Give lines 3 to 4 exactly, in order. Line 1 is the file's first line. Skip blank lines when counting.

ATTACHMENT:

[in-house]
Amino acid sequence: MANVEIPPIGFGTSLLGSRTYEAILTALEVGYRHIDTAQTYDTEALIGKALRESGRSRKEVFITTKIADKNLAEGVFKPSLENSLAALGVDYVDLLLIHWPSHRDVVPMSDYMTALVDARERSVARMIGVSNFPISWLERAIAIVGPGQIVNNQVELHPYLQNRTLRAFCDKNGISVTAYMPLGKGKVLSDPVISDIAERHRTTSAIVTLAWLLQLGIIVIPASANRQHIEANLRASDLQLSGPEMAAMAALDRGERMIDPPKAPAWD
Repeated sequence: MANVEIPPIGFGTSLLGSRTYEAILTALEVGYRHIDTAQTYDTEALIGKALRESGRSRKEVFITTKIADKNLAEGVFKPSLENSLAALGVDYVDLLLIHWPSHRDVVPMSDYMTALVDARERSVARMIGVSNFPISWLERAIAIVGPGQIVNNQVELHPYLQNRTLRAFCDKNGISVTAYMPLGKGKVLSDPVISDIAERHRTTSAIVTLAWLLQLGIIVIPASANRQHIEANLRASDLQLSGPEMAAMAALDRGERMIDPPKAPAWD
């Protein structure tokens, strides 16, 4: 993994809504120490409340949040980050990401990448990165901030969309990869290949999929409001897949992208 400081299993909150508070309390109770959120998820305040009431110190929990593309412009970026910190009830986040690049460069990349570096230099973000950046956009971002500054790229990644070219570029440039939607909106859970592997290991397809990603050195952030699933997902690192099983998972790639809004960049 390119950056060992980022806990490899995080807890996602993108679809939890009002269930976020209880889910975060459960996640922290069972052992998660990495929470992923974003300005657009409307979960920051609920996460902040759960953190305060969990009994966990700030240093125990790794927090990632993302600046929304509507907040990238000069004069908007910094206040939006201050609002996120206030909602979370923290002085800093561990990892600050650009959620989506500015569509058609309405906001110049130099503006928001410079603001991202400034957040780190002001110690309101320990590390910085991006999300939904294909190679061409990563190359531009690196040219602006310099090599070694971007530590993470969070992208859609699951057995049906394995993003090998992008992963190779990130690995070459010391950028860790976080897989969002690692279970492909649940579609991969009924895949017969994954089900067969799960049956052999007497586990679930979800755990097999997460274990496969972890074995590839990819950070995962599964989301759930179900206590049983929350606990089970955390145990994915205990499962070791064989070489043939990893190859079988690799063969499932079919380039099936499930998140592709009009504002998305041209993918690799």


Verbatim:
Repeated sequence: MANVEIPPIGFGTSLLGSRTYEAILTALEVGYRHIDTAQTYDTEALIGKALRESGRSRKEVFITTKIADKNLAEGVFKPSLENSLAALGVDYVDLLLIHWPSHRDVVPMSDYMTALVDARERSVARMIGVSNFPISWLERAIAIVGPGQIVNNQVELHPYLQNRTLRAFCDKNGISVTAYMPLGKGKVLSDPVISDIAERHRTTSAIVTLAWLLQLGIIVIPASANRQHIEANLRASDLQLSGPEMAAMAALDRGERMIDPPKAPAWD
């Protein structure tokens, strides 16, 4: 993994809504120490409340949040980050990401990448990165901030969309990869290949999929409001897949992208 400081299993909150508070309390109770959120998820305040009431110190929990593309412009970026910190009830986040690049460069990349570096230099973000950046956009971002500054790229990644070219570029440039939607909106859970592997290991397809990603050195952030699933997902690192099983998972790639809004960049 390119950056060992980022806990490899995080807890996602993108679809939890009002269930976020209880889910975060459960996640922290069972052992998660990495929470992923974003300005657009409307979960920051609920996460902040759960953190305060969990009994966990700030240093125990790794927090990632993302600046929304509507907040990238000069004069908007910094206040939006201050609002996120206030909602979370923290002085800093561990990892600050650009959620989506500015569509058609309405906001110049130099503006928001410079603001991202400034957040780190002001110690309101320990590390910085991006999300939904294909190679061409990563190359531009690196040219602006310099090599070694971007530590993470969070992208859609699951057995049906394995993003090998992008992963190779990130690995070459010391950028860790976080897989969002690692279970492909649940579609991969009924895949017969994954089900067969799960049956052999007497586990679930979800755990097999997460274990496969972890074995590839990819950070995962599964989301759930179900206590049983929350606990089970955390145990994915205990499962070791064989070489043939990893190859079988690799063969499932079919380039099936499930998140592709009009504002998305041209993918690799």